In earlier ages, they were often used in spiritual ceremonies, but today there are three main types of drum circles around.

Community Drum Circles


First off, there is a community drum circle. This is the core, original, drum circle where people gather informally, and everybody is playing drums freely.

This type of circle drum is essentially chaotic, but from that chaos, something beautiful will emerge and when you’re there to see it, it gives you positive vibes and feeds your mind and soul.

The main feature that distinguishes this type of drum circle from any other is that there is no leader in the group. Democracy and equality are the two main features that characterize this group.

Facilitated Drum Circles

From community drum circles evolved facilitated drum circles. Facilitated drum circles are, as the name suggests, drum circles where the people in a circle have someone to lead them (usually named facilitator or conductor).

This person is usually someone experienced, with more knowledge of playing the drums and going to the drum circle. They are there to show the others what to play and how to play it, essentially leading the group to harmony.

Professional Drum Circles

Apart from these two, there are also professional drum circles, which are a type of facilitated drum circle. Here the conductors are professionals who usually provide all of the drums and equipment one group might need and lead them through the ritual. These are often used by large companies for team building and stuff like that.

What Is The Purpose of a Drum Circle?

People join drum circles for lots of different reasons. Some are looking to socialize, others are there for the love of drumming, some of them want to just let off some steam.

They all have in common that they feel liberated when playing in a drum circle. Most people just like the feeling of belonging to a group where they can freely participate in a social activity, meet new friends, and have some fun while doing it.

Of course, some types of drum circles are conducted and used for targeted therapeutic reasons, but even with the informal circles, you will still get that vibrant, energetic feeling to charge your batteries.

What Kind of Drums are Used in Drum Circles?

Usually, people in drum circles are using different types of native and tribal drums (or which originated from there) such as bongos, djembe, maracas, and so on. But you can use any types of drums or percussion instruments that you see fit in a drum circle (if it’s an informal one).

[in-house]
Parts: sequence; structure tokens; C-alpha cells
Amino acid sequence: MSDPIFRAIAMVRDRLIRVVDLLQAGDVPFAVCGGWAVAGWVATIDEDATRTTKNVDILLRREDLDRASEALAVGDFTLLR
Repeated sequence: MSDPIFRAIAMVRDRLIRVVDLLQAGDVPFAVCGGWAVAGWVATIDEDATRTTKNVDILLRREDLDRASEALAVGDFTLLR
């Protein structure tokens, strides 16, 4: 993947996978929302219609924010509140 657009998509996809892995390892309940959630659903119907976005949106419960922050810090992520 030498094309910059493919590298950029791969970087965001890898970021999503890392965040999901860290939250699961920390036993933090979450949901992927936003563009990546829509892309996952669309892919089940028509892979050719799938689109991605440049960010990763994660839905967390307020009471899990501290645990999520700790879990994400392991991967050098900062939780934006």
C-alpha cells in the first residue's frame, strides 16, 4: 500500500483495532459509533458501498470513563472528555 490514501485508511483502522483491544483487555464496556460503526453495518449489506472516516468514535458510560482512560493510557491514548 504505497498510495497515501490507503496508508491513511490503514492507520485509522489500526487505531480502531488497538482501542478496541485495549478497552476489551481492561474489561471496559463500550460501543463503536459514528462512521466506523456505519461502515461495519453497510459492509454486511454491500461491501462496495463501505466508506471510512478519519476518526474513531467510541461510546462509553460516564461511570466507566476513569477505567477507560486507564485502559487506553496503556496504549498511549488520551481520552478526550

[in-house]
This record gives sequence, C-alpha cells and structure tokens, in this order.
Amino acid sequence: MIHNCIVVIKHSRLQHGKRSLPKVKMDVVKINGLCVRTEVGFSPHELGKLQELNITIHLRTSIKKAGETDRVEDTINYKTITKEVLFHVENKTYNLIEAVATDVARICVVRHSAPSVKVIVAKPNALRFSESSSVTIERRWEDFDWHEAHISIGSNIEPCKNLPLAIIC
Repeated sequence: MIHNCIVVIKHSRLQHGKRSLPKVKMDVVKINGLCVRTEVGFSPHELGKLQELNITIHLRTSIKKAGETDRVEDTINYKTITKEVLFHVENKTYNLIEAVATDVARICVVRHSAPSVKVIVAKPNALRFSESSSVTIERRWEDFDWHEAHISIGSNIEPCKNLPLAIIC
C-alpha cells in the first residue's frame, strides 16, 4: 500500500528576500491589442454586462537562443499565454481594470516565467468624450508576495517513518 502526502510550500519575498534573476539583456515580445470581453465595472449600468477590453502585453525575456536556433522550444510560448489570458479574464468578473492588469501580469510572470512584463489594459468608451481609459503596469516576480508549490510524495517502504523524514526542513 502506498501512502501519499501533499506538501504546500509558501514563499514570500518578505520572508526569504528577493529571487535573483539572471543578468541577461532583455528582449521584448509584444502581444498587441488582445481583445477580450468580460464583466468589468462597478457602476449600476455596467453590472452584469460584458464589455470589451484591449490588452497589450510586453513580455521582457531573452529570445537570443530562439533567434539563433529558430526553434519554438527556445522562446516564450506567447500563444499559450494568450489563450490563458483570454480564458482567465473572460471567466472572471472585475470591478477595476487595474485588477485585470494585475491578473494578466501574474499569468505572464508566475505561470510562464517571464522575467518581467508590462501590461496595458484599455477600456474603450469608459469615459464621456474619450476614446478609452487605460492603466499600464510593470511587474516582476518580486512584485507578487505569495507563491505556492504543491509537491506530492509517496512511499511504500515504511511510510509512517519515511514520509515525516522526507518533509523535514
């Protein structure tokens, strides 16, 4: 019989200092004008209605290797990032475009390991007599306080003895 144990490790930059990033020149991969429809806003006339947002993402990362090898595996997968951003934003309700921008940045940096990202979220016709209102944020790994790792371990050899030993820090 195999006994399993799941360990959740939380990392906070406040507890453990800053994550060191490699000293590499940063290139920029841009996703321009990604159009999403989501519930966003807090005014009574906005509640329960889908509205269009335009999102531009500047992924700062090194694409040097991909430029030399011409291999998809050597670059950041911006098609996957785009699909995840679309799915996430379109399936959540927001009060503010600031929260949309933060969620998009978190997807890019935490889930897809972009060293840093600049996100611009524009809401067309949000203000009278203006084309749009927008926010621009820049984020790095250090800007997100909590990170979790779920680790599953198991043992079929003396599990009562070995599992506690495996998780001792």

Of course, you shouldn’t expect to have to bring the whole drum set as it would defy its purpose, but any type of percussion instrument will do the job, as it’s not about the drums per se, but that feeling of group belonging.

What Should I Bring to a Drum Circle?

First off, you should check beforehand what type of drum circle you are planning to attend. If you’re joining a facilitated drum circle, you can ask the facilitator if there is anything that you should bring with you.

In general, for a drum circle, you can bring any drums you have. Usually, drum circles have some drums laying around for people that would like to join but don’t own a drum or a percussion instrument yet.

You can bring any type of shaker, woodblock, or other instruments that would add some interesting sounds to the mix.

What Should I Expect at a Drum Circle?

Depending on what type of drum circle you will be joining, you can expect different things. First of all, if you are in any type of facilitated drum circle, you should expect to have somebody to guide the experience.

If you’re in a community drum circle, then the experience will differ wildly depending on the group. You should expect to be more confused at first but to have more freedom once you get a grasp on things. You should also expect a lot of noise 🙂

8 Tips for Holding a Drum Circle

  1. Get enough drums for all of the participants and then some more if anyone wants to join as an extra.
  2. Find a large enough space, best in the outdoors, that can accommodate all of the people comfortably, and where others walking by can also hear you and join you if they wish.
  3. Start slow and build the rhythm up slowly and progressively.
  4. Let the group take over and find the rhythm and pace at which they want to go
  5. Explain to the beginners what to do and how to do it and always be welcome for new participants.
  6. Anyone can join – age is not a restriction!
  7. Don’t forget to relax and have fun while creating something beautiful and new.
  8. Make sure the space you are using is suitable for many percussion instruments to be played. Of course, the drums are loud!


Drum circles are a great way to socialize, meet new friends, and have some fun. They are also a great way to relieve stress and tension. Drum circles are open to anyone and everyone, regardless of age or experience level.

Drum circles use various types of drums and percussion instruments to create a unique and vibrant sound. When planning a drum circle, be sure to find a large enough space to accommodate all of the participants, have enough drums for everyone and start slow to allow the group to find its rhythm. Most importantly, don’t forget to relax and have fun!

Featured image by “Drums Circle by Arthur Fernandes” by Joel’s Goa Pics is licensed under CC BY-SA 2.0
Frame Drums Image by: Ratomir Wilkowski,, CC BY 3.0, via Wikimedia Commons

Mike O'Connor
Mike O'Connor

I've been playing drums for over 18 years. I work as both a session drummer and a drum teacher, and I love to share my knowledge and tips on this site. You can also find me on the Electronic Drum Advisor YouTube channel.